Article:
September 14, 2016

Options to Restore More Discretion to the Federal Budget

Summary

Congressional budgets have long failed to address the key drivers of federal debt: automatically growing federal health entitlements and Social Security. In general, politicians find it extremely painful to vote to raise taxes, and slowing the growth of entitlement spending is often spun as “cutting” the program.

The US government’s fiscal policy has long been recognized as unsustainable, driven largely by automatically growing entitlement spending and insufficient revenues. Often overlooked, however, is the extent to which this preordained fiscal policy limits current lawmakers’ discretion to act on new priorities each year—let alone contain debt, or even pass a budget on time.

A new study jointly published by the Mercatus Center at George Mason University and the Urban Institute finds that the diminished discretion of lawmakers is a primary driver of the federal budget process’s increasing failure to work as intended. Specifically, current and future budgets have been set in law to an extraordinary extent, creating a network of expectations that simply cannot be met. Unlike most budget process reform studies, which tend to emphasize deficit reduction or budgetary procedure, this study focuses on restoring and protecting congressional discretion as a key fiscal objective—and it lays out reforms that could help achieve that end. 

KEY POINTS

  • The federal budget process increasingly fails to relate to changes in the economy, the environment, or the demands of voters—let alone to contain debt.
  • This failure is due largely to a phenomenon generally unknown in past budgets: the extent to which current and future budgets are set in law by the policy decisions of previous Congresses.
  • Improving budgetary processes and outcomes requires restoring congressional discretion over budgetary policy. Key to this is placing entitlements and tax expenditures on a more even footing with discretionary spending.
  • Greater discretion does not imply that government must be larger or smaller or that programs should not grow or taxes be cut. It simply means that spending and tax schedules should be aligned so that revenues are enough to pay bills. It also means that future voters and elected officials should not be locked into contracts that usurp their ability to decide among future opportunities and needs that cannot possibly be fully predicted beforehand.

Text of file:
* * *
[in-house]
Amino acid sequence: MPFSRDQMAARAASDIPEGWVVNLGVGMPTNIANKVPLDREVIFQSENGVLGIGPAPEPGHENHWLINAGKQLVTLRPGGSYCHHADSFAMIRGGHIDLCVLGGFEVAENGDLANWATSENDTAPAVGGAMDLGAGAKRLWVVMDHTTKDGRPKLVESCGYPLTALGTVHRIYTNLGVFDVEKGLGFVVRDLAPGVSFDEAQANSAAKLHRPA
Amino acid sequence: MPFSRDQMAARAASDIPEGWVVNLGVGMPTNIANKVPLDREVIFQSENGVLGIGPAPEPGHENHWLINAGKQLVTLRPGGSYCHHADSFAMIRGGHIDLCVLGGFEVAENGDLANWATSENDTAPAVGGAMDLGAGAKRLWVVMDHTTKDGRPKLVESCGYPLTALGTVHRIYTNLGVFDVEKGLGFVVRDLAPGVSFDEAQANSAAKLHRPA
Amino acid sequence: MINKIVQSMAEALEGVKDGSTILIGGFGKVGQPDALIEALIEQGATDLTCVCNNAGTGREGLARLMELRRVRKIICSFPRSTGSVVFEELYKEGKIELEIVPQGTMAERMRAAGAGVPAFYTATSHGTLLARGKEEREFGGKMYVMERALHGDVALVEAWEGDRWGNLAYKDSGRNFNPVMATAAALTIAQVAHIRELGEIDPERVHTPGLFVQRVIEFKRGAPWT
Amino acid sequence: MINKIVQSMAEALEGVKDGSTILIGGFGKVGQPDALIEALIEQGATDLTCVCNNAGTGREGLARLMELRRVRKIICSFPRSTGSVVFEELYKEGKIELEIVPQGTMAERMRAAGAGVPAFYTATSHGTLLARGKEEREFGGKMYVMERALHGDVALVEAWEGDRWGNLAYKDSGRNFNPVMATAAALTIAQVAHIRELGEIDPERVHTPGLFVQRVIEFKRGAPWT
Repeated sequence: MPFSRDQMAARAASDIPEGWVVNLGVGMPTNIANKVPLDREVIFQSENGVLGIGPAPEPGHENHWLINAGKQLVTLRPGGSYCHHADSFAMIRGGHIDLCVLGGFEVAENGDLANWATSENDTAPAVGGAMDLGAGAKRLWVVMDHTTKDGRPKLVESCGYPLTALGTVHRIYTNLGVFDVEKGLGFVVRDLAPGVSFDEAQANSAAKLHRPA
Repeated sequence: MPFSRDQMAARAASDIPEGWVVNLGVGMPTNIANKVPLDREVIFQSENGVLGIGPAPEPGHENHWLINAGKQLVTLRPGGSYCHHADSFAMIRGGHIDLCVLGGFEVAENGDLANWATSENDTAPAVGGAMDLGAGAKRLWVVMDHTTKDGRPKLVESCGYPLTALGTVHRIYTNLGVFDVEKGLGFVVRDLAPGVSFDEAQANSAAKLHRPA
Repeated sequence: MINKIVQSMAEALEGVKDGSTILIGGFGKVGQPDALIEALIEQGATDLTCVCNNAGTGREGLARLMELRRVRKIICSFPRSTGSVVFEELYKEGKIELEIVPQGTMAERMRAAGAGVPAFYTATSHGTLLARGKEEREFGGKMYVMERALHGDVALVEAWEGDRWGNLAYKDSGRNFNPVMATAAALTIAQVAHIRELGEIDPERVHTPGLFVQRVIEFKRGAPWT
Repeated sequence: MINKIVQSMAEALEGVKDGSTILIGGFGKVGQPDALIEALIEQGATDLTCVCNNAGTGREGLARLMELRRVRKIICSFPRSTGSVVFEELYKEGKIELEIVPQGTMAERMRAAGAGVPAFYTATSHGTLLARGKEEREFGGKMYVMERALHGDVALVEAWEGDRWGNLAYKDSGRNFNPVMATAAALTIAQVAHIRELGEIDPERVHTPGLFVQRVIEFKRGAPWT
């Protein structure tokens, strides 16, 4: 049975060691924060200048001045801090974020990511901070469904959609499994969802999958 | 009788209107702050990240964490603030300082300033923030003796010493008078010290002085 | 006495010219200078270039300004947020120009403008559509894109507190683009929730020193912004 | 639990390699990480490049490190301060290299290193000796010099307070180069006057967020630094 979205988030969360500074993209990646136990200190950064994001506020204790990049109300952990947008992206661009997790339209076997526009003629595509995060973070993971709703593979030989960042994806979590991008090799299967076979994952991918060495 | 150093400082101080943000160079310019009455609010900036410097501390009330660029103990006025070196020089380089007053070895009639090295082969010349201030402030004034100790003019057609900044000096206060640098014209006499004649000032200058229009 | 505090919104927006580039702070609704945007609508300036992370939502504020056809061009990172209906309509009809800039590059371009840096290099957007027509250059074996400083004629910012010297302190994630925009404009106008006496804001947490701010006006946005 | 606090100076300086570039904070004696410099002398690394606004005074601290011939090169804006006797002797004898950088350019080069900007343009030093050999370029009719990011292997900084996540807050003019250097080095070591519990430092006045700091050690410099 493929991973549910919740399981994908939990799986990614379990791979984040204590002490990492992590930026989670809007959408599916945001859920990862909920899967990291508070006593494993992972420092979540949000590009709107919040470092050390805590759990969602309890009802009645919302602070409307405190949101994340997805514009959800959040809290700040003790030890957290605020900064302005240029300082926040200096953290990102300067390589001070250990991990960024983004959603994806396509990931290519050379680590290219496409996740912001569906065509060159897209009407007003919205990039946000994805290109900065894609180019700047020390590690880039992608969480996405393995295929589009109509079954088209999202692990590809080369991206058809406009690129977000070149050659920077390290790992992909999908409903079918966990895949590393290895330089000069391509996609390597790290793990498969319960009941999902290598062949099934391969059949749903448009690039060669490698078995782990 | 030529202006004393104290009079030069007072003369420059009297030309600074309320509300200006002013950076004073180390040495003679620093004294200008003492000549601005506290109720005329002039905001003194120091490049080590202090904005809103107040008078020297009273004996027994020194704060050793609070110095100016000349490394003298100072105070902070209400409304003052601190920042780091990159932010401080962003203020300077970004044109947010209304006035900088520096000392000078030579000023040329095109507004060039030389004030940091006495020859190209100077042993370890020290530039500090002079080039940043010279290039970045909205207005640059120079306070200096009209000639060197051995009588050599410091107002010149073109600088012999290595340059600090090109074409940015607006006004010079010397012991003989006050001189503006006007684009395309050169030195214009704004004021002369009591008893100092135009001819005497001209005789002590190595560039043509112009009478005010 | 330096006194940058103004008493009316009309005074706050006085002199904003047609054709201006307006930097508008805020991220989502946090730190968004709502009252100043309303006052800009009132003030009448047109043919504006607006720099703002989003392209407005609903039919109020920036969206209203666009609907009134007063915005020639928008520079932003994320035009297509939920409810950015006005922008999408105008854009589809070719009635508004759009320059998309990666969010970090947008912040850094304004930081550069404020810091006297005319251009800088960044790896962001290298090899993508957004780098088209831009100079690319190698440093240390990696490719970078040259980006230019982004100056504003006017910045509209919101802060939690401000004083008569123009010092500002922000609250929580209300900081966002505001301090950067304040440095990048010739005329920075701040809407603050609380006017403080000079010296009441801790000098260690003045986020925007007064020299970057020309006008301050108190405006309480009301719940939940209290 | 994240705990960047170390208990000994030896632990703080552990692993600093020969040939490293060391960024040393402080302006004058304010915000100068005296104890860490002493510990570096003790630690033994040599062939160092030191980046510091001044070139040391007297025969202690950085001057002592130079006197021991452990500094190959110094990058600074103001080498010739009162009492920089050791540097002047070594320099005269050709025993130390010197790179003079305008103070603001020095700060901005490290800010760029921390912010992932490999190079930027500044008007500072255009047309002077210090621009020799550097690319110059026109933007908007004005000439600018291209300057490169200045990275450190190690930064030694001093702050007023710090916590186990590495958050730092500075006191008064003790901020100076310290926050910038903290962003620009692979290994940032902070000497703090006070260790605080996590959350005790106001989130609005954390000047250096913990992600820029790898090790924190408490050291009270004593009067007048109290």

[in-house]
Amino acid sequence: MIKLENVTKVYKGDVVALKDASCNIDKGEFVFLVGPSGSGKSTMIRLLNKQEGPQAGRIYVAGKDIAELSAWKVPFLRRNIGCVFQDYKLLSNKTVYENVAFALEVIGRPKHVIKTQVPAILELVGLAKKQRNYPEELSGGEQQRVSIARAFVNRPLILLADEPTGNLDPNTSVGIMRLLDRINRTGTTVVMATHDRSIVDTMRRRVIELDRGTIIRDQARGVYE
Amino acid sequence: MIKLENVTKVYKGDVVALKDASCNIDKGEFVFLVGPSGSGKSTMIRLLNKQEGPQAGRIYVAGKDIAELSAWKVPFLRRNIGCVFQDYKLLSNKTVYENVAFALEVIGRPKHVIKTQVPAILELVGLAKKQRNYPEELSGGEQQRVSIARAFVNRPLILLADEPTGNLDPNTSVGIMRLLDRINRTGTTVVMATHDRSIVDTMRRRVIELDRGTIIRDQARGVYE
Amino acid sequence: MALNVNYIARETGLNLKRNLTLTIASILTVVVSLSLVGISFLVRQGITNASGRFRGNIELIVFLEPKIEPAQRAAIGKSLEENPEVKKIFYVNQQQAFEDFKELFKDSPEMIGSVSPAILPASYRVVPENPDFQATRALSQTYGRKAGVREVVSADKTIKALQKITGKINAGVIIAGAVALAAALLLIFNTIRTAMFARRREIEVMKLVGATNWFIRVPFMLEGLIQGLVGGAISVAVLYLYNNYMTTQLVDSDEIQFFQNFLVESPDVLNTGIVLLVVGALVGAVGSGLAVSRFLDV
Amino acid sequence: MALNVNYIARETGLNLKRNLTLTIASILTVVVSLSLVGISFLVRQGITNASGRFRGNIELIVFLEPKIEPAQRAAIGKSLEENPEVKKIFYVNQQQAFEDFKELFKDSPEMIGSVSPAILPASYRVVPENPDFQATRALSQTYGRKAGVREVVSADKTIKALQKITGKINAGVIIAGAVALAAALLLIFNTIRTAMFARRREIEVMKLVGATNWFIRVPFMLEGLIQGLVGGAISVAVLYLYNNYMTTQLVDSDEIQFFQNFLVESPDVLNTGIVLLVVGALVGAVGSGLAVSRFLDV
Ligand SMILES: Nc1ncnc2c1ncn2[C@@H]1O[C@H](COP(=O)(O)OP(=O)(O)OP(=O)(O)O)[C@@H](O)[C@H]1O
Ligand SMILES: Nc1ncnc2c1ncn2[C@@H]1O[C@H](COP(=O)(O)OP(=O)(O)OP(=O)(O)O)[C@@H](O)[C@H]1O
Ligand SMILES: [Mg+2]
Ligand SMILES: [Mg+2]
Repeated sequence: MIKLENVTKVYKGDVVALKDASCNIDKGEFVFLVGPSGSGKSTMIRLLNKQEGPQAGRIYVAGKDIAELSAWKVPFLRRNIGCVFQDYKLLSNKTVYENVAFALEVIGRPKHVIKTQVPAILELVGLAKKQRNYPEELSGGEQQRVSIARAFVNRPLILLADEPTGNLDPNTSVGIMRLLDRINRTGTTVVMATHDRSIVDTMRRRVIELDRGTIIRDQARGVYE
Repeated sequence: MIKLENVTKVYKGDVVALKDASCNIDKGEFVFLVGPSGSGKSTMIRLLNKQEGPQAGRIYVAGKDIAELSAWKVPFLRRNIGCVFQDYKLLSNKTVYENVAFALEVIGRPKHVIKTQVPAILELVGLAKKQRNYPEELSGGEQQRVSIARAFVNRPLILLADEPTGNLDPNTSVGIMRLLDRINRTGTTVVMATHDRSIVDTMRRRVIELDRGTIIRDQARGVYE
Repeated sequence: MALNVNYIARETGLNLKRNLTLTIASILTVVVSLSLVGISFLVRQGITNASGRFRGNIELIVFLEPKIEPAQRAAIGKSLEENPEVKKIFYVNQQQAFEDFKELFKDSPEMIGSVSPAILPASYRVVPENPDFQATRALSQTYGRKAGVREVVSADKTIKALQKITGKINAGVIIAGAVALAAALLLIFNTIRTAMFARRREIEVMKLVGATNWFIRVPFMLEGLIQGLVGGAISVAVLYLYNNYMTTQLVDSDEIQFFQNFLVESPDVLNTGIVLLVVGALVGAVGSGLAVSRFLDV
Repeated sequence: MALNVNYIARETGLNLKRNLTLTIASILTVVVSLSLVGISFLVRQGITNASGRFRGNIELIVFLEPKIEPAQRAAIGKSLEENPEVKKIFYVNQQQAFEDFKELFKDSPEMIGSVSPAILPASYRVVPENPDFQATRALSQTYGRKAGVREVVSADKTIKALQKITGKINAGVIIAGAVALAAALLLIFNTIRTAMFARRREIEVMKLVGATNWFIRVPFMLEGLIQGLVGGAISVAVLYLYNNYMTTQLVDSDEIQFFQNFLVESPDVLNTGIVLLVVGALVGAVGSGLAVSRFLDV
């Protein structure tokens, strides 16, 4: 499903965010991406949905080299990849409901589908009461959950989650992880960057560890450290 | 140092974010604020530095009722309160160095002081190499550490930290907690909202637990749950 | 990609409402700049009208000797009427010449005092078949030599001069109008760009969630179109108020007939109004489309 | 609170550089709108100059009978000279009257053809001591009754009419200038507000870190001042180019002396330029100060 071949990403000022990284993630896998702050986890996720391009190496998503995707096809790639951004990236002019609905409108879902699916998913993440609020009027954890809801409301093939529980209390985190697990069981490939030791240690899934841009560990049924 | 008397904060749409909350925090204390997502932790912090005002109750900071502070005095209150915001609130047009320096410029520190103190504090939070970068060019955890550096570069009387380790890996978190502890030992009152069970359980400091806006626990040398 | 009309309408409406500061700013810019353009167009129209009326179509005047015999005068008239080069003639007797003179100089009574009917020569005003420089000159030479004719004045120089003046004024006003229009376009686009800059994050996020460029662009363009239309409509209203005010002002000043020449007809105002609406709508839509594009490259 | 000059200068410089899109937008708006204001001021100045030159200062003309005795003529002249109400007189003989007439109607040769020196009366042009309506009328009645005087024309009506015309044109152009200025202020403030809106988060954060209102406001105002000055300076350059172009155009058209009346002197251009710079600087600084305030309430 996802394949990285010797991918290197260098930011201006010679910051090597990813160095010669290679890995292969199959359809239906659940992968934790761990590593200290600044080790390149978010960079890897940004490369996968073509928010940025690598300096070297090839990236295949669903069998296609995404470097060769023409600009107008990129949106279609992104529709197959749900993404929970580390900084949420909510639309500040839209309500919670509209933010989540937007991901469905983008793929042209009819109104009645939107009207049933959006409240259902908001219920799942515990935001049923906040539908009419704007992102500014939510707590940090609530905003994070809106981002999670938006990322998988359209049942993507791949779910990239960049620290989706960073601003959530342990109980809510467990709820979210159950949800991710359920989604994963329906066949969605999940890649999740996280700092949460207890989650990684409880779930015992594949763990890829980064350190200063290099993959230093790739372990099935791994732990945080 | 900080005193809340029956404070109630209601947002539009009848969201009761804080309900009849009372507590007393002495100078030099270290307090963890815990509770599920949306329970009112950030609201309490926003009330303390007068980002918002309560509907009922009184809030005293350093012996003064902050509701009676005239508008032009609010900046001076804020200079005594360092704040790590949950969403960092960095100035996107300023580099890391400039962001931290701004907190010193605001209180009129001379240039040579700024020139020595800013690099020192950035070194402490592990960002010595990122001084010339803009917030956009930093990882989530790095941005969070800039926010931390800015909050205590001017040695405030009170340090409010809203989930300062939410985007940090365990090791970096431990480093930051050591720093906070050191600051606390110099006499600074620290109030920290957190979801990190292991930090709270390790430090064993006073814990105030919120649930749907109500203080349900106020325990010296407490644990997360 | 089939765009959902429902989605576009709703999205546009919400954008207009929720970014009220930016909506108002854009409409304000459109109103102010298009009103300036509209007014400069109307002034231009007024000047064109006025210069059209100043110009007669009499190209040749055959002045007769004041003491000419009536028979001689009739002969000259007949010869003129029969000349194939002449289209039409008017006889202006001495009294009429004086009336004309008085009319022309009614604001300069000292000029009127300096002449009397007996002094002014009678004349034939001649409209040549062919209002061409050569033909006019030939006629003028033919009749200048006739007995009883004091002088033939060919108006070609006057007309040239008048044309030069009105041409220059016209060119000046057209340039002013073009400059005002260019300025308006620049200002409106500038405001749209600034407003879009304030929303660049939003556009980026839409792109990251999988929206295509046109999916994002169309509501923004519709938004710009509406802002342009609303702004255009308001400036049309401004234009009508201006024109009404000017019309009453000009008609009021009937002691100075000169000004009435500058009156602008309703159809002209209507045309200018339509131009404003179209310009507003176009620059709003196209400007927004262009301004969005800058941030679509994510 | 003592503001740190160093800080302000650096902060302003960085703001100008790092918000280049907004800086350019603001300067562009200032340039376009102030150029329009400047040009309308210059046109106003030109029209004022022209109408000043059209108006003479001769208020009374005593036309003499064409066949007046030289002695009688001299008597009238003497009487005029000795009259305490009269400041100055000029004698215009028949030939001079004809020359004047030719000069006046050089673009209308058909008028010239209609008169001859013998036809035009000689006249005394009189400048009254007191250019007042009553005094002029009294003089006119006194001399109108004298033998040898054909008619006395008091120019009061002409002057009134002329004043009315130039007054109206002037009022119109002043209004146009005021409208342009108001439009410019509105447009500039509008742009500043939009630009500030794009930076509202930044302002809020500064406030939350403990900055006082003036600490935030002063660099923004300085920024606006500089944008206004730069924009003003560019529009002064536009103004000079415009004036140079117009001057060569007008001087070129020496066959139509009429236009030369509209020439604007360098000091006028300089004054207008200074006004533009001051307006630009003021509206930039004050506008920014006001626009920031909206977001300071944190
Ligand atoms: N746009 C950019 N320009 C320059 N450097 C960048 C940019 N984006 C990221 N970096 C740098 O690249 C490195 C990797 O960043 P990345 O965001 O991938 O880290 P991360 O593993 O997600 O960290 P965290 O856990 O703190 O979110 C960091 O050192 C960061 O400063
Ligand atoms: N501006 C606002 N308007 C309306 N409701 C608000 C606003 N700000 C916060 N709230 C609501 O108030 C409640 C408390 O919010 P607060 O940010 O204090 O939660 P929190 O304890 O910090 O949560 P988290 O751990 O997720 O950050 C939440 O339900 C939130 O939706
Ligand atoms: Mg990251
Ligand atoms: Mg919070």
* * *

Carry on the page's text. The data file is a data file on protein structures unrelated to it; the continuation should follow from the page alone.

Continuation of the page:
• More programs, including tax expenditures, should be subjected to periodic review and reauthorization, with policy decisions debated frequently and rationally, and should require Congress’s explicit vote to continue growing.
  • Carefully designed triggers should be employed to slow the growth of entitlements and tax expenditures, reconciliation should be limited to policy changes that reduce deficits, and the budget window should be lengthened and more informative budget displays adopted to produce a clearer view of long-run budget problems.

SUMMARY

Congressional budgets have long failed to address the key drivers of federal debt: automatically growing federal health entitlements and Social Security. In general, politicians find it extremely painful to vote to raise taxes, and slowing the growth of entitlement spending is often spun as “cutting” the program.

No change to the budget process can completely substitute for political courage, nor can improving the budget process entirely substitute for improving fiscal policy. There are, however, substantive procedural reforms that can enable, and then reinforce, fiscally responsible choices:

  • Triggers. Design triggers that will automatically limit the growth of specific entitlements and tax expenditures if these expenditures cross a predetermined threshold, thereby providing lawmakers with some cover as they deal with painful political decisions. Successful triggers must be highly publicized, rely on a variable that is not too volatile, and make policy changes that are not too painful. Triggers work best when they are adopted along with fundamental reforms of a program.
  • Reconciliation. Restrict reconciliation procedures to policy changes that reduce deficits. Remove rules that prevent reconciliation procedures from being used for Social Security reform.
  • Periodic reauthorizations or formal reexaminations. Subject all spending programs, including tax expenditures, to regular review against the evidence to see whether they are working, and force Congress to take explicit votes on whether taxpayers should continue to devote resources toward them.
  • Improved communication and display. Adopt more informative displays of the long-run implications of current law and any policy changes to hold lawmakers accountable for their decisions. Lengthen the congressional budget baseline projection to 20–30 years to more clearly show that the current fiscal path is unsustainable, and to limit Congress’s ability to manipulate the process by shifting costs outside of the current 10-year budget window. Produce a “Sources and Uses of Budgetary Resources” table to better illustrate the national priorities that are embedded in current law.
  • Long-run goals. Specify long-run goals for spending on entitlements and for the size of tax expenditures, paying most attention to expenditures that are growing faster than the economy.
  • President’s fiscal report. Require the president to present an annual financial State of the Union report to indicate whether the long-run budget problem is getting more or less serious and describe recommended reforms.